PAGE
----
In a forest in New Zealand, a researcher discovered a tree stump that appeared to be dead, but was actually still alive. Its roots are believed to be part of a large organism that connects it to other trees, allowing it to feed like a vampire through its fellow organisms.
If your next holiday is planned for New Zealand, it is very likely that the landscape you'll see will be covered with large, broad conifers called kauri. This variety of tree is known for its impressive longevity, which can be up to 2,000 years. It was while observing the stump of one of these specimens that researcher Sebastien Leuzinger made a surprising discovery: although devoid of branches and leaves, this tree's stump continues to live and feed.
A 'superorganism' living under the forest
Deprived of the traditional means of feeding itself like any normal living tree, the 'vampire tree' actually benefits from an organism connecting its roots to those of surrounding trees, allowing it to collect the water and nutrients it needs. This organism also connects a large number of trees in the forest.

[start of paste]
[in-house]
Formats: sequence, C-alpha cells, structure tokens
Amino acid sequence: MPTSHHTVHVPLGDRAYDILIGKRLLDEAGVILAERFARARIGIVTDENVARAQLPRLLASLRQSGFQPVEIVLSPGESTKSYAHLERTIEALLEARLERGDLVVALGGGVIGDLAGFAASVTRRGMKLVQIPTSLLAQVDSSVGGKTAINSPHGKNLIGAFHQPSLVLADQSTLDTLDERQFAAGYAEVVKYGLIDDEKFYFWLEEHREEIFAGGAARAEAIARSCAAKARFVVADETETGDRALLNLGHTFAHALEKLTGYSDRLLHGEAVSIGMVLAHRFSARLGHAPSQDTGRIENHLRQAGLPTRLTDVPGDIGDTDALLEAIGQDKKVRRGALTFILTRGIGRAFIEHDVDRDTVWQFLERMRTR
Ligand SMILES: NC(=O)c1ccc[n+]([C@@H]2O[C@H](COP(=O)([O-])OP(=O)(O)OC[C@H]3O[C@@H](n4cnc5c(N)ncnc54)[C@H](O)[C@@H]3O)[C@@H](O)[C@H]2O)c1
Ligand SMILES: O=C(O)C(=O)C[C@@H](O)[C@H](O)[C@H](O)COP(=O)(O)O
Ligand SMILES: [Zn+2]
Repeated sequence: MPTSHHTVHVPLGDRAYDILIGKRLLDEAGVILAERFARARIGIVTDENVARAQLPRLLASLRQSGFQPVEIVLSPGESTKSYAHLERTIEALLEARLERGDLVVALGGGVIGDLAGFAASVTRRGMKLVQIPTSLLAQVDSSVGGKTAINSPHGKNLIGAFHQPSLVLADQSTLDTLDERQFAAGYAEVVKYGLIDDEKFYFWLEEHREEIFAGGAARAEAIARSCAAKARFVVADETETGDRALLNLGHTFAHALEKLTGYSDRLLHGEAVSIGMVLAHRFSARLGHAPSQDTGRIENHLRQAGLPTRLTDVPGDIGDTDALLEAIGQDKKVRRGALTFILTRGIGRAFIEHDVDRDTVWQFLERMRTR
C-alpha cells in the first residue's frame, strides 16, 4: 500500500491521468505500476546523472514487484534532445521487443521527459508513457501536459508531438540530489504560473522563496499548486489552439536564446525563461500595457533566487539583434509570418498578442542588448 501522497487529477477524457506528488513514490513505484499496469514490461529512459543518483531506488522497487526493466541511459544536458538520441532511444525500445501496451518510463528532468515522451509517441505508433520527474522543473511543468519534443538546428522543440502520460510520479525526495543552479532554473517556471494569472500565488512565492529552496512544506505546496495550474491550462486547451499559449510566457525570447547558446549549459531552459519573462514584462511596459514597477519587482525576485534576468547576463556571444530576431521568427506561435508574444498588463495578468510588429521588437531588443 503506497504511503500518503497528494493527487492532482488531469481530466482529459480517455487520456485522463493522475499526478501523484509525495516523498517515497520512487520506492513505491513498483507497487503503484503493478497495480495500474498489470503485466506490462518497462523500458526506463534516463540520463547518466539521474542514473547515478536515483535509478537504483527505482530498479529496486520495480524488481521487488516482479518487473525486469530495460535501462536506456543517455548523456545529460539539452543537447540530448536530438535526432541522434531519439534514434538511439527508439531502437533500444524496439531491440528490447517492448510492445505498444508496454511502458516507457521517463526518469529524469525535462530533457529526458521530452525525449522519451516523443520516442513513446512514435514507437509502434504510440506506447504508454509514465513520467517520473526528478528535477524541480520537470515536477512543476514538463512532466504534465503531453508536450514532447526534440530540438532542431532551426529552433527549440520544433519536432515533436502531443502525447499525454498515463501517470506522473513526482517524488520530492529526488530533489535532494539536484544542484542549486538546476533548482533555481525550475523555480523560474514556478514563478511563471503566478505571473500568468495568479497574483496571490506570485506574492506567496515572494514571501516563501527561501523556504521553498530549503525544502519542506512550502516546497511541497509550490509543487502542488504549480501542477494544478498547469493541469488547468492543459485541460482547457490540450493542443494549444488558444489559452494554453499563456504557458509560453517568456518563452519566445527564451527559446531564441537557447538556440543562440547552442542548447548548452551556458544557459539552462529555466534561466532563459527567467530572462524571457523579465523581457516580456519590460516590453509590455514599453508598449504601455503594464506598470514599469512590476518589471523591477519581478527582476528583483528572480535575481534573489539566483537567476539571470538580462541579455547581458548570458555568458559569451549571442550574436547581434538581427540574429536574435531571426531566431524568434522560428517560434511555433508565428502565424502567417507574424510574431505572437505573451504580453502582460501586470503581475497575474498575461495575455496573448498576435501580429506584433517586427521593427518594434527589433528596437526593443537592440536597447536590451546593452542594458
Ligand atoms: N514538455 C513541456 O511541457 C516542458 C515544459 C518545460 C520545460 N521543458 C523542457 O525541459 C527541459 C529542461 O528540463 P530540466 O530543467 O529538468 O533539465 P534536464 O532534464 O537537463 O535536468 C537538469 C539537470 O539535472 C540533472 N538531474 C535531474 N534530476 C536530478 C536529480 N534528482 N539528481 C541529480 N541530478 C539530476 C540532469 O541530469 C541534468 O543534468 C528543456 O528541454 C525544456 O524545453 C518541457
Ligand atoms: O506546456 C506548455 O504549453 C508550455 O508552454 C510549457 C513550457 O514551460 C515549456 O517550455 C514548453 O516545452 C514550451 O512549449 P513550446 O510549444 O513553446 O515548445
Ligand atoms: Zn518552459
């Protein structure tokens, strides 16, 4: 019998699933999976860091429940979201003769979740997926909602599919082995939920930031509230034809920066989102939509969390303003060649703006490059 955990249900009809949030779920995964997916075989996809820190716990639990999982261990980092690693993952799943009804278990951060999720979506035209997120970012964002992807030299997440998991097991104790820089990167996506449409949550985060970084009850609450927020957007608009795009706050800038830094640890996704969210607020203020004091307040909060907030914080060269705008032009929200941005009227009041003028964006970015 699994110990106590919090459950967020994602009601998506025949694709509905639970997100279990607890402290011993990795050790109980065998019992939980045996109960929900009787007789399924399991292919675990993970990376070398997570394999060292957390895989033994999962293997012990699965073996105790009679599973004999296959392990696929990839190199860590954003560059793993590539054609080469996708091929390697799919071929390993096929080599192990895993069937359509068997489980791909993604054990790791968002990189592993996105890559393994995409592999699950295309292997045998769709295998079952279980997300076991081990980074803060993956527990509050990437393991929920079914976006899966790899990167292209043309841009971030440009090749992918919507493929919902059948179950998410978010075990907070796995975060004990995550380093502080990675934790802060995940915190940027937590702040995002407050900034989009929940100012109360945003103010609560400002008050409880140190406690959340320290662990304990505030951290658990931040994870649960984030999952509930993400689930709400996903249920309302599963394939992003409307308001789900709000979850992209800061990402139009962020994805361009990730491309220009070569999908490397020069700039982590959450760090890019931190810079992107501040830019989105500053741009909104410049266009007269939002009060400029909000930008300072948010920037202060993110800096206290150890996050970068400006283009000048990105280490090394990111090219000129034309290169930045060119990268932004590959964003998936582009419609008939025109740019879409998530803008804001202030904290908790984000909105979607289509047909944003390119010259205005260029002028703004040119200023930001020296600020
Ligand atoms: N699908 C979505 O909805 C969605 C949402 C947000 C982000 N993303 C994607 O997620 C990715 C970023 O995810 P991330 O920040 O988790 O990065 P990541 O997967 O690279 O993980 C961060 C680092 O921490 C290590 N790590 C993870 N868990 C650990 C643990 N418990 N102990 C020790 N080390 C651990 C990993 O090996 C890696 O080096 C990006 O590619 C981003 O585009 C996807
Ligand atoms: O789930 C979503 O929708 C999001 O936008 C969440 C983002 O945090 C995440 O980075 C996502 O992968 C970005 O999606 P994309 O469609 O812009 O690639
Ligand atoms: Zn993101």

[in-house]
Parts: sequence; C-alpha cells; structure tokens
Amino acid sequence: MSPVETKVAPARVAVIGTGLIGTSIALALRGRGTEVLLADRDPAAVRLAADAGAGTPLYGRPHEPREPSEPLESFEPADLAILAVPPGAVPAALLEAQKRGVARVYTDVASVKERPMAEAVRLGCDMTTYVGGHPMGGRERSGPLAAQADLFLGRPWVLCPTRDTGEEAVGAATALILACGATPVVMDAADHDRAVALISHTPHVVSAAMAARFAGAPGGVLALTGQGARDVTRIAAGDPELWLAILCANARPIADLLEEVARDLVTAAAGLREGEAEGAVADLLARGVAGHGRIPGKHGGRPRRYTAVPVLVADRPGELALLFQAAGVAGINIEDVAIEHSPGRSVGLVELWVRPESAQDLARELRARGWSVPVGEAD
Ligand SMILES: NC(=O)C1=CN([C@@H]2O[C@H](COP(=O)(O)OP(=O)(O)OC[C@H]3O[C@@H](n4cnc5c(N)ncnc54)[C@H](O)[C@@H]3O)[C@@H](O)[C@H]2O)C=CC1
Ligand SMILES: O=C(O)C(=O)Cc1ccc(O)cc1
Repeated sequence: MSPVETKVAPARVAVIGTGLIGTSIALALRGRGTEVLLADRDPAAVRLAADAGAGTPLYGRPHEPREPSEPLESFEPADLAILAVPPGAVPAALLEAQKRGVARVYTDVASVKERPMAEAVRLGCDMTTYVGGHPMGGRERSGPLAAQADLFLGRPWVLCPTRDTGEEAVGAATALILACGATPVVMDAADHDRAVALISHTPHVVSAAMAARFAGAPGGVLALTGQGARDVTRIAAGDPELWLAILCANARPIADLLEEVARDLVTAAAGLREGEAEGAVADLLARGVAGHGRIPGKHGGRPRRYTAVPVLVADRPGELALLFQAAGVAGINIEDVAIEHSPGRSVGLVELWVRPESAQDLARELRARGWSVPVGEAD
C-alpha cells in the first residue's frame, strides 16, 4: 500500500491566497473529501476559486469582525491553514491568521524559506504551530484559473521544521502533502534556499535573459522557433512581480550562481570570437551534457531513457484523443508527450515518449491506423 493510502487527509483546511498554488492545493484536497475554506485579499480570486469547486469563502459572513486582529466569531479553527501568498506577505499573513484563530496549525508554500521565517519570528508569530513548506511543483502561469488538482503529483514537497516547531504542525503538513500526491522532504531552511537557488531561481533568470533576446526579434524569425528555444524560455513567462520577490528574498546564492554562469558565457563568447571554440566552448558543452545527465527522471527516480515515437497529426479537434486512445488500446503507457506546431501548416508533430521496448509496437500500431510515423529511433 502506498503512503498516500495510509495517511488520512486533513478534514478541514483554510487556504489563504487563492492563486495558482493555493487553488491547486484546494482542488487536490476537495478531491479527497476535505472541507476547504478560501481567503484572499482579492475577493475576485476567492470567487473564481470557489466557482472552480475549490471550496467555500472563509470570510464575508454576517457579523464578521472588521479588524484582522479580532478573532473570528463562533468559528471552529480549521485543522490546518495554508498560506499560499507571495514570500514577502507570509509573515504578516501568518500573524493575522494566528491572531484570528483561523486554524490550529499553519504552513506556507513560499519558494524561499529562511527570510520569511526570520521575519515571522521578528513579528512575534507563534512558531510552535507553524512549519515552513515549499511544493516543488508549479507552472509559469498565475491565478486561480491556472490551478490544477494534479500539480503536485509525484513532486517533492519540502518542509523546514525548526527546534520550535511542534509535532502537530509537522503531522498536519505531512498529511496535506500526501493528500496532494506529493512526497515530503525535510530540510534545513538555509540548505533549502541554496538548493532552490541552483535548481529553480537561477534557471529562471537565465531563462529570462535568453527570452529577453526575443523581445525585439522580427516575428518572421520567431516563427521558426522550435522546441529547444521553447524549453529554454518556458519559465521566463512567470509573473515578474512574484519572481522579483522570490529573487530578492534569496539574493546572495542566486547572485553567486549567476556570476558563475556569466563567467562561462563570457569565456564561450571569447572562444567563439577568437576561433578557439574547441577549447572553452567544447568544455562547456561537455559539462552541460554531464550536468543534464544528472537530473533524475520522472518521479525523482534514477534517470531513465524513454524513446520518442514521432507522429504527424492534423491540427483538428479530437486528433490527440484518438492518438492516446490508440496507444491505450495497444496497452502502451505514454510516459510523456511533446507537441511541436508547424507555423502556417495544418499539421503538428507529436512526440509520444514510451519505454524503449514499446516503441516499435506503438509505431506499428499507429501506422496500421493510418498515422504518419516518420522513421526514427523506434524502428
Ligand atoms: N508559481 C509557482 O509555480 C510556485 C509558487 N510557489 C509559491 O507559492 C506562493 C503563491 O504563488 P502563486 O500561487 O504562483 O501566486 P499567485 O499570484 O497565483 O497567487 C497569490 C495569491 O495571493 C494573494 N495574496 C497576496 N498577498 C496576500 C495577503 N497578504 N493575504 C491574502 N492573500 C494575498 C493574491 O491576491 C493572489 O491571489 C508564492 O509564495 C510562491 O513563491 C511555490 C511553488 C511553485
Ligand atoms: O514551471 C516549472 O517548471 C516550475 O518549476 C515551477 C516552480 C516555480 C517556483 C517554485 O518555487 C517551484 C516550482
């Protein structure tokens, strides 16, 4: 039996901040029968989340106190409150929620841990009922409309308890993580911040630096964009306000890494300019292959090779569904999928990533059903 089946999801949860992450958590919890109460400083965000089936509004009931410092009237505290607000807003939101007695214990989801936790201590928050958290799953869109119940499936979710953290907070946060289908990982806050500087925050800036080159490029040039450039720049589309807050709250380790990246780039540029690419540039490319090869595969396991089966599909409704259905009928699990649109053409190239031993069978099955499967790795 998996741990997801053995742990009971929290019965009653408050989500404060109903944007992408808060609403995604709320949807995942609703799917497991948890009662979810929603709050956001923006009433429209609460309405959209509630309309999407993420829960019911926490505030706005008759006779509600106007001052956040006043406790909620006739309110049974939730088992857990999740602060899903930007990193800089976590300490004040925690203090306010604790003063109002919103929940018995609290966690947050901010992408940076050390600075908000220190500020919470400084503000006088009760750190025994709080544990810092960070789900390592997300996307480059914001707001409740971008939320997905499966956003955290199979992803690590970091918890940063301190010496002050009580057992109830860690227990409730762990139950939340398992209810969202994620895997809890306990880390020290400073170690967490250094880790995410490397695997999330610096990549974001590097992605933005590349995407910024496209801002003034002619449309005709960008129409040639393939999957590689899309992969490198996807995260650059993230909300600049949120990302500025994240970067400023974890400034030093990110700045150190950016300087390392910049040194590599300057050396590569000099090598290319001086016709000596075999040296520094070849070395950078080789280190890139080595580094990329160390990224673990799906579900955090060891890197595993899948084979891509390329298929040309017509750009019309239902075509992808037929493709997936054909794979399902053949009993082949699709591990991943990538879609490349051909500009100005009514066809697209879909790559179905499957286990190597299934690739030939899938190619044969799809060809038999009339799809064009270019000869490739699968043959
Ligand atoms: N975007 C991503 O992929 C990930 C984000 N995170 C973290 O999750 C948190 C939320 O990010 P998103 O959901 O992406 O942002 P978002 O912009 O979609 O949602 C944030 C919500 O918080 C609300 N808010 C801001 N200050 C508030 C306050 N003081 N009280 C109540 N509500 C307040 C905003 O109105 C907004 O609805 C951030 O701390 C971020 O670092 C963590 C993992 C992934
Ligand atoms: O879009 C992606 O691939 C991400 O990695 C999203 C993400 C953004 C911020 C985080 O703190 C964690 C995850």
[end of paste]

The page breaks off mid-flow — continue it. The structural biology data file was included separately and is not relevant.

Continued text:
This astonishing way of functioning could question our perception of trees, as Sebastien Leuzinger said: 'Possibly we are not really dealing with trees as individuals, but with the forest as a superorganism.'
Supportive and organised trees
One may wonder how a tree can feed its neighbour without being impacted by this relationship. The answer is both simple and surprising: they all have their own time slot. During the day, most trees absorb water and nutrients into themselves; at night, the trees 'sleep' and let their 'undead' fellow trees feed in turn through this living network.
But let's investigate further and ask ourselves: are these trees really in solidarity with each other, or is this a form of parasitism? It is still difficult to speak clearly about solidarity, but this 'generosity' between plants can be explained. First of all, this organism most likely developed a long time ago, at a time when the apparently dead tree had to live on its own with its own branches and leaves. It's possible that the other trees did not notice the difference: the tree is after all still alive, even if in our eyes it is only a stump.
Climate, disease: blessing or curse?
Clearly, this forest organism is a masterpiece of nature, allowing our leafy friends to live together while being able to rely on each other. This mutually beneficial relationship could enable the forest to protect itself from droughts, by promoting the supply of water from better-situated trees to those further away from water points.
This is an effective means of protection, given the more frequent droughts which are due to occur because of global warming. But beware, not everything is rosy either: if this organism is able to pass on food, it can also pass on diseases, such as 'kauri dieback,' an incurable disease caused by a pseudo fungus that travels through mud, and is then transmitted from tree to tree.